Lack of logic making perfect sense in D.C.

MIKE LITTWIN

November 04, 1991|By MIKE LITTWIN

WASHINGTON -- Larry Csonka, phone your service.

It's getting serious now. The Redskins are 9-0, with most of the legitimate competition out of the way, and now somebody's knocking the other guys' game-winning field goals out of the sky, so where's it all going to end?

It used to be you wondered if the Redskins would lose. Now, you wonder if they can lose.

"You figure we'll lose a game, if you base it on the odds," said Redskins linebacker Matt Millen.

Sure, if you want to be logical about it. If you want to be logical, then where does Mark Lemke fit in? If you want to be logical, Ian Howfield kicks a 33-yard field goal as time runs out and Houston wins and this becomes just another Redskins-with-a-shot-at-the-Super-Bowl season.

Except Howfield, who was 10-for-11 inside the 35 this season, missed.

It's enough to make you want to cry, isn't it?

If you're Brian Mitchell, it is.

If you're Brian Mitchell, and it's your job to return punts and kickoffs and you fumble the kickoff at your 23 when the game is 13-13 and there's less than two minutes to play, you cry.

If you're Brian Mitchell, and now you know your team, which is unbeaten, is going to lose because of you, and then your team wins anyway in overtime when the other guys miss a chip-shot field-goal try, well, sure you're going to get a little emotional.

"It felt so good I had to cry," Mitchell said. "It was a load off my shoulders."

OK, he cried. Guys can cry now. Ed Muskie was ahead of his time.

After Mitchell watched Howfield miss, he went back to the bench, sat down and just let himself go. Is this the '90s or what?

"I'm an emotional guy," he explained.

Speaking of being let go, what about Howfield? You miss 33-yard game-winners, and that's what happens to you. In this game, kickers who miss inside the 40 are called bartenders. In which case I have only one thing to say to Howfield: You serve light beer?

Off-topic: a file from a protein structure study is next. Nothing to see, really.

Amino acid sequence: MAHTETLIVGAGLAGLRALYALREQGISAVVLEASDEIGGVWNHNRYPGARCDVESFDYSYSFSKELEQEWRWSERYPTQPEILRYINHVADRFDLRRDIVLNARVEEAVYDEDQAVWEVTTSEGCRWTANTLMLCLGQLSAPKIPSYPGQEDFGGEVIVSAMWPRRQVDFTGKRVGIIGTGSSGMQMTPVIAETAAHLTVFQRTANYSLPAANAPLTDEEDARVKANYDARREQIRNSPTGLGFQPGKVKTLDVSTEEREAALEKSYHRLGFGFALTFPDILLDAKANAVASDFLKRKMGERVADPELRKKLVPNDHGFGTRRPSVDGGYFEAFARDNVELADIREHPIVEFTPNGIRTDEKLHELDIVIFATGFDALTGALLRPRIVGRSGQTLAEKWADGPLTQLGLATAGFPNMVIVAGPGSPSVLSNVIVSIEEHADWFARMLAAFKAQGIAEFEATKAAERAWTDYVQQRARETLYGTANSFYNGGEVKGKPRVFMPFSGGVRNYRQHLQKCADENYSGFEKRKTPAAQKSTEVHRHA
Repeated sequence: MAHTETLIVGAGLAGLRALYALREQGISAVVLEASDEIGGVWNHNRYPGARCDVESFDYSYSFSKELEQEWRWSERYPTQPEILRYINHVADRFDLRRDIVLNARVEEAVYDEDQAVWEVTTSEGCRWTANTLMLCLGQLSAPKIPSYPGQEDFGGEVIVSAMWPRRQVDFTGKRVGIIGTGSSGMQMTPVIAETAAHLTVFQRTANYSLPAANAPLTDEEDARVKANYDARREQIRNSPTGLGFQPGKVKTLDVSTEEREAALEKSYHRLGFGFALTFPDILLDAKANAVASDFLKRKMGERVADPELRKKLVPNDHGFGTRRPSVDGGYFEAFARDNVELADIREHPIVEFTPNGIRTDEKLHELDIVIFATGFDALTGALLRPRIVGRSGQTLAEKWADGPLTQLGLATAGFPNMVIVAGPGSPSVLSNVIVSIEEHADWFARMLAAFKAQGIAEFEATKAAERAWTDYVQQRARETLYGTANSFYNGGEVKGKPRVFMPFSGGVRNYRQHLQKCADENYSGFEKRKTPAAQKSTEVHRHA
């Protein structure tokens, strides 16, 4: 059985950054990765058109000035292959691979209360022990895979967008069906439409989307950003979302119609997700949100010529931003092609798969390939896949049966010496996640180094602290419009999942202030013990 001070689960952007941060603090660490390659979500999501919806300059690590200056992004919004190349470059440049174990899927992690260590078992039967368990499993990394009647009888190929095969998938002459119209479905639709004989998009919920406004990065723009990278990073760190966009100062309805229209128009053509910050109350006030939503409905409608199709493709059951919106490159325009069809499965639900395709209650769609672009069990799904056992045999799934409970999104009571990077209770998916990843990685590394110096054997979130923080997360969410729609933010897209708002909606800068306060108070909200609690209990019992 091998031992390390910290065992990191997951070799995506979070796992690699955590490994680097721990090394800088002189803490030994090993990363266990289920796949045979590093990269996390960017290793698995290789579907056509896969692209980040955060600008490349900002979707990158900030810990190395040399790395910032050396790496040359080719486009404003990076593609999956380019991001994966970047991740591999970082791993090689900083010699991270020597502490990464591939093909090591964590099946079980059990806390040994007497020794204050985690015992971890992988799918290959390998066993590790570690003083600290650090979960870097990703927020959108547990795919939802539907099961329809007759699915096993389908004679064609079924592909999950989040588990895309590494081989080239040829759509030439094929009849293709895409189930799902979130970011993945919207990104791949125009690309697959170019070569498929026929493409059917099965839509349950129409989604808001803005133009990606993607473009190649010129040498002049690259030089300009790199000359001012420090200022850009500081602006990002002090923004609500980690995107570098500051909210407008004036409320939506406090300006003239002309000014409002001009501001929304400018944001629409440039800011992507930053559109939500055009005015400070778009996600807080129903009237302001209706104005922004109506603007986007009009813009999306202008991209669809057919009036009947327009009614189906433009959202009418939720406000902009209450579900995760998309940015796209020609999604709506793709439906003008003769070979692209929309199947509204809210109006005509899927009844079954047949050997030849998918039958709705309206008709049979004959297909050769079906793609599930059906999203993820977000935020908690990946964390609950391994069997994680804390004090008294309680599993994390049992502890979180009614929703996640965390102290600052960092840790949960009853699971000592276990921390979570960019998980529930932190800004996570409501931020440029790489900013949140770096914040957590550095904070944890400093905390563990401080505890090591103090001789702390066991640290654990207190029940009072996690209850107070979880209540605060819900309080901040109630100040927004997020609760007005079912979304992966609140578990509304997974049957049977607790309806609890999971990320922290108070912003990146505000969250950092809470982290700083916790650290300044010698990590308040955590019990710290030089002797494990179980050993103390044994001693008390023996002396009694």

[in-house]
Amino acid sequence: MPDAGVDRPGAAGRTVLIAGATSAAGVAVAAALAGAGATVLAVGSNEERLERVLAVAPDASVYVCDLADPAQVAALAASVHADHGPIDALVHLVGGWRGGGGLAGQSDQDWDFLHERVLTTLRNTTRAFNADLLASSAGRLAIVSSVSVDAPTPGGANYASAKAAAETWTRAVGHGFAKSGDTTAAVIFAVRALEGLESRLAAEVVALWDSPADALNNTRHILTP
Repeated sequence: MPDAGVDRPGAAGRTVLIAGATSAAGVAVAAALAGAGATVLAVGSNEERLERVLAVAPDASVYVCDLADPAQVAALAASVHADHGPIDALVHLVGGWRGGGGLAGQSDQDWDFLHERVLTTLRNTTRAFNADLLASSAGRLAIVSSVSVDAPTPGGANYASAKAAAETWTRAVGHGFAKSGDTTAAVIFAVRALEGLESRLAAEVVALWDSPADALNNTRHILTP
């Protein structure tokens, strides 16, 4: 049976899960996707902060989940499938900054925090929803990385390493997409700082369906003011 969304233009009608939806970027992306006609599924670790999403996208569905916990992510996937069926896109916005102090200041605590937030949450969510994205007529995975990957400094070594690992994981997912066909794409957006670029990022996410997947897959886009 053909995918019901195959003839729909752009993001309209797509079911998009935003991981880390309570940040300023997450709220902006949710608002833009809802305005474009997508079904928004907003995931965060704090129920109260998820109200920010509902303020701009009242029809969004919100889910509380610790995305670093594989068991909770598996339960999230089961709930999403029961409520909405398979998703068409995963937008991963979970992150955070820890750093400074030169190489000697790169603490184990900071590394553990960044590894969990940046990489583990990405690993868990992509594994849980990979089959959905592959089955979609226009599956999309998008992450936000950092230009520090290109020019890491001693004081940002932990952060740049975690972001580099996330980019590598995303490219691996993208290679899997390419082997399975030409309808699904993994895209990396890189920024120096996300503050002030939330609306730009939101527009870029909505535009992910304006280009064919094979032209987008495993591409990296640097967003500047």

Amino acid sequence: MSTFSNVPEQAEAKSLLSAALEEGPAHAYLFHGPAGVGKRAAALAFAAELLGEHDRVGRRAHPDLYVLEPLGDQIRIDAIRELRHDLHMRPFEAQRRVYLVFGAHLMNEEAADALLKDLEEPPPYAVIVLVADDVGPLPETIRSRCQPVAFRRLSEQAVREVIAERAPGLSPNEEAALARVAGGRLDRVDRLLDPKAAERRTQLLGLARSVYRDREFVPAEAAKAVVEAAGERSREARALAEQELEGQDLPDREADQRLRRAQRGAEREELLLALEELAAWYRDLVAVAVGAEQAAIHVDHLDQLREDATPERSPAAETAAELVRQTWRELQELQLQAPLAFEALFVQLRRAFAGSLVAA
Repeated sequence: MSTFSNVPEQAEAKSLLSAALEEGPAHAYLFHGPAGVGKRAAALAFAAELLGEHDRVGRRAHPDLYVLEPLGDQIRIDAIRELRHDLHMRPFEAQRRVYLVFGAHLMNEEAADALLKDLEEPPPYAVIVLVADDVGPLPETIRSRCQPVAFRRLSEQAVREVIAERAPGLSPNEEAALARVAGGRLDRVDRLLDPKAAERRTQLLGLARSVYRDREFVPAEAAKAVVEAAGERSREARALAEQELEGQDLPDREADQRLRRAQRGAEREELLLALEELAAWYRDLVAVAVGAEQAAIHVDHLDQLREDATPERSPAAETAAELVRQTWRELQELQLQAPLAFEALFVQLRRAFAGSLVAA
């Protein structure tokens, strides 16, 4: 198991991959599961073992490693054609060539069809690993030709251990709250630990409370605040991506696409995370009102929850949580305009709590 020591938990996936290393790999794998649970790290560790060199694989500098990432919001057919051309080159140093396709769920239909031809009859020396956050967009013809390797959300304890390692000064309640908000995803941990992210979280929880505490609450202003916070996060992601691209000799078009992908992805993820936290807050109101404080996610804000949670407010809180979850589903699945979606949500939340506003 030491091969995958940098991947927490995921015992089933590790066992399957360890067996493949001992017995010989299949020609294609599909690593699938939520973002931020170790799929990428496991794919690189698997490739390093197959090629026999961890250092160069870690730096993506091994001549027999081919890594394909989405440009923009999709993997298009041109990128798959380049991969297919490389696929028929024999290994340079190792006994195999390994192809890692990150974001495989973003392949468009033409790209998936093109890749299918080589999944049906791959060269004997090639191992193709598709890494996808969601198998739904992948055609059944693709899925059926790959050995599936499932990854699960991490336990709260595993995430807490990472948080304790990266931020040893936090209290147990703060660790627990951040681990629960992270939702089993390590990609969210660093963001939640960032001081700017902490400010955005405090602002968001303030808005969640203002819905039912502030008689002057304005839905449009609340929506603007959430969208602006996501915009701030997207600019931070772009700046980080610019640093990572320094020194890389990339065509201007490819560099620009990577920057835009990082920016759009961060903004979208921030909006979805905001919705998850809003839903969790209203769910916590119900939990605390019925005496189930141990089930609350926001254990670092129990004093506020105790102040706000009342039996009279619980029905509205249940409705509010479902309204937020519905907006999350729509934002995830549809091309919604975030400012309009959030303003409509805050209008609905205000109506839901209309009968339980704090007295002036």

In the typical kicker's career, Howfield has been cut by at least three teams, although some people say seven. And, because he missed three extra-point tries the previous week and then the field-goal attempt yesterday, we could be working on cut No. 4, or maybe it's No. 8. This possibility was not lost on the young man.

"That's a career-winner if I make it," Howfield said. "It makes me sick. We could be 8-1. I just hope they stick with me."

Give Howfield this: He took all the blame, even though the hold was apparently not all it could have been.

"Everything was great," he said. "It was my fault. I let everyone down, especially myself."

You couldn't help but feel bad for Howfield, unless you played for the Redskins. Kicker Chip Lohmiller, who knocked in the game-winner, said he didn't feel sorry for his colleague even a little bit.

"What do you think?" is how he put it.

L He also said: "There's something magical about this season."

This is where we start to enter dangerous territory. The Redskins mostly like to say they're not thinking about going unbeaten, even after beating the Oilers, now 7-2 with their fearsome run-and-shoot offense, which yesterday was running and shooting blanks. The players give you that one-game-at-a-time stuff, but you know as soon as the doors shut and they're all alone, they're chanting, "19 and 0, 19 and 0."

They do have this matter-of-factness about them, not to mention a great running game and a big-time defense. Most of these guys were actually saying they were pretty sure Howfield was going to miss the kick. In the friendly way that players have, many of the Redskins were reminding Howfield of his, uh, problems of the week before. I wonder if the word "choke" came up.

"I had this much doubt," said defensive end Charles Mann, holding his thumb and finger about 10 to 12 millimeters apart.

When someone suggested that, given the missed kick, luck was on the Redskins' side, Mann took offense.

"I don't believe there's any luck in this game," he said.

Darrell Green, who intercepted the Warren Moon pass that set up the winning field goal, agreed, saying, "I don't need luck."

There you have it. On the way to victory, the Redskins turned the ball over four times. They lost both offensive tackles to injury. The quarterback dropped the ball in the fourth quarter on the way to what looked like a score that would have put away the game. And the kickoff returner fumbled the ball into what looked like a certain loss. This was how they beat a team that may be the best in the AFC. It's how they remained unbeaten.

Of such teams, we say they make their own luck. I don't know. I just saw the Howfield kick start left and stay left.

I told you it was serious.

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